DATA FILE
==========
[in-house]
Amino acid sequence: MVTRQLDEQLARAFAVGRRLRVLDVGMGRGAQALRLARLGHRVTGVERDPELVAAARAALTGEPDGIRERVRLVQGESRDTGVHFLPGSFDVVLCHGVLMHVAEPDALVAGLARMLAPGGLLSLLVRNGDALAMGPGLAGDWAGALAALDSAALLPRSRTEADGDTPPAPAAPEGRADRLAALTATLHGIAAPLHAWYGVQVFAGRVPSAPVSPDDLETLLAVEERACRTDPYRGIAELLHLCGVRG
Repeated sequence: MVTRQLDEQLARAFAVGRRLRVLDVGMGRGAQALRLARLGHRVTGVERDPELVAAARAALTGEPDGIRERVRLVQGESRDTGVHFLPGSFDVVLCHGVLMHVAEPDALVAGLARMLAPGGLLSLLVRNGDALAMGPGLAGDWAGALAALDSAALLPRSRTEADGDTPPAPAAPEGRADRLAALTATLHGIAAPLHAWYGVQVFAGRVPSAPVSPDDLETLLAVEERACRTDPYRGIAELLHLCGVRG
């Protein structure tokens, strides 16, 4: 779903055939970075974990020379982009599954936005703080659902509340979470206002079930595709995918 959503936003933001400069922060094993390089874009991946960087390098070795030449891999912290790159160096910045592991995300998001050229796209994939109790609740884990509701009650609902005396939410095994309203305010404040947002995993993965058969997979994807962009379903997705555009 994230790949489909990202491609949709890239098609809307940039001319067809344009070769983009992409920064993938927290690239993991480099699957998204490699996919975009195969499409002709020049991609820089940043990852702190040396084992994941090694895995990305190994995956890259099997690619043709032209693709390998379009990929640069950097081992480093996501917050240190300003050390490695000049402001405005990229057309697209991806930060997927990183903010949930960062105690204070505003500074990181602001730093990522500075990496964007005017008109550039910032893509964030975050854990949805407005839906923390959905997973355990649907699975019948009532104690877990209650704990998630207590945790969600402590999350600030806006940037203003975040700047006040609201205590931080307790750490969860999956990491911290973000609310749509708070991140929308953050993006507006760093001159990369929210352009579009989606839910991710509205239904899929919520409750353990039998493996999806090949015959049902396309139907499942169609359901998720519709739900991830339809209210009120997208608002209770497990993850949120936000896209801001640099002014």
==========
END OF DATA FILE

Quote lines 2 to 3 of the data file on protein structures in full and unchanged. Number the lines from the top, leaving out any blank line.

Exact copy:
Amino acid sequence: MVTRQLDEQLARAFAVGRRLRVLDVGMGRGAQALRLARLGHRVTGVERDPELVAAARAALTGEPDGIRERVRLVQGESRDTGVHFLPGSFDVVLCHGVLMHVAEPDALVAGLARMLAPGGLLSLLVRNGDALAMGPGLAGDWAGALAALDSAALLPRSRTEADGDTPPAPAAPEGRADRLAALTATLHGIAAPLHAWYGVQVFAGRVPSAPVSPDDLETLLAVEERACRTDPYRGIAELLHLCGVRG
Repeated sequence: MVTRQLDEQLARAFAVGRRLRVLDVGMGRGAQALRLARLGHRVTGVERDPELVAAARAALTGEPDGIRERVRLVQGESRDTGVHFLPGSFDVVLCHGVLMHVAEPDALVAGLARMLAPGGLLSLLVRNGDALAMGPGLAGDWAGALAALDSAALLPRSRTEADGDTPPAPAAPEGRADRLAALTATLHGIAAPLHAWYGVQVFAGRVPSAPVSPDDLETLLAVEERACRTDPYRGIAELLHLCGVRG